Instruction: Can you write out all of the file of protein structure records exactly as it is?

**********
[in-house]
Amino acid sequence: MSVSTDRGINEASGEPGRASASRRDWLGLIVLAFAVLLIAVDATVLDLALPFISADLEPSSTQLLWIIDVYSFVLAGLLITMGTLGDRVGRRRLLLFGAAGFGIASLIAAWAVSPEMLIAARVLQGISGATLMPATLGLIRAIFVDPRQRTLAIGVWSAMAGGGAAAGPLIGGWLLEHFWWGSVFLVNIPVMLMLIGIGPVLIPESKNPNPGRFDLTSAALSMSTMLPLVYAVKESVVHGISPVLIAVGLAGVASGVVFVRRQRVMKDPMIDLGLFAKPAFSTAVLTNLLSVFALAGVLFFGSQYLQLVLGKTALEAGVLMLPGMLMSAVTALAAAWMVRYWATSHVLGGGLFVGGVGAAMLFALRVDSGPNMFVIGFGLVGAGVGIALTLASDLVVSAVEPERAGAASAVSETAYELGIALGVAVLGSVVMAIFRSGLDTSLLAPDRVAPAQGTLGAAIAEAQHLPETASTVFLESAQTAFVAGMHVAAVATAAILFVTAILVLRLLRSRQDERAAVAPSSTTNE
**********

[in-house]
Amino acid sequence: MSVSTDRGINEASGEPGRASASRRDWLGLIVLAFAVLLIAVDATVLDLALPFISADLEPSSTQLLWIIDVYSFVLAGLLITMGTLGDRVGRRRLLLFGAAGFGIASLIAAWAVSPEMLIAARVLQGISGATLMPATLGLIRAIFVDPRQRTLAIGVWSAMAGGGAAAGPLIGGWLLEHFWWGSVFLVNIPVMLMLIGIGPVLIPESKNPNPGRFDLTSAALSMSTMLPLVYAVKESVVHGISPVLIAVGLAGVASGVVFVRRQRVMKDPMIDLGLFAKPAFSTAVLTNLLSVFALAGVLFFGSQYLQLVLGKTALEAGVLMLPGMLMSAVTALAAAWMVRYWATSHVLGGGLFVGGVGAAMLFALRVDSGPNMFVIGFGLVGAGVGIALTLASDLVVSAVEPERAGAASAVSETAYELGIALGVAVLGSVVMAIFRSGLDTSLLAPDRVAPAQGTLGAAIAEAQHLPETASTVFLESAQTAFVAGMHVAAVATAAILFVTAILVLRLLRSRQDERAAVAPSSTTNE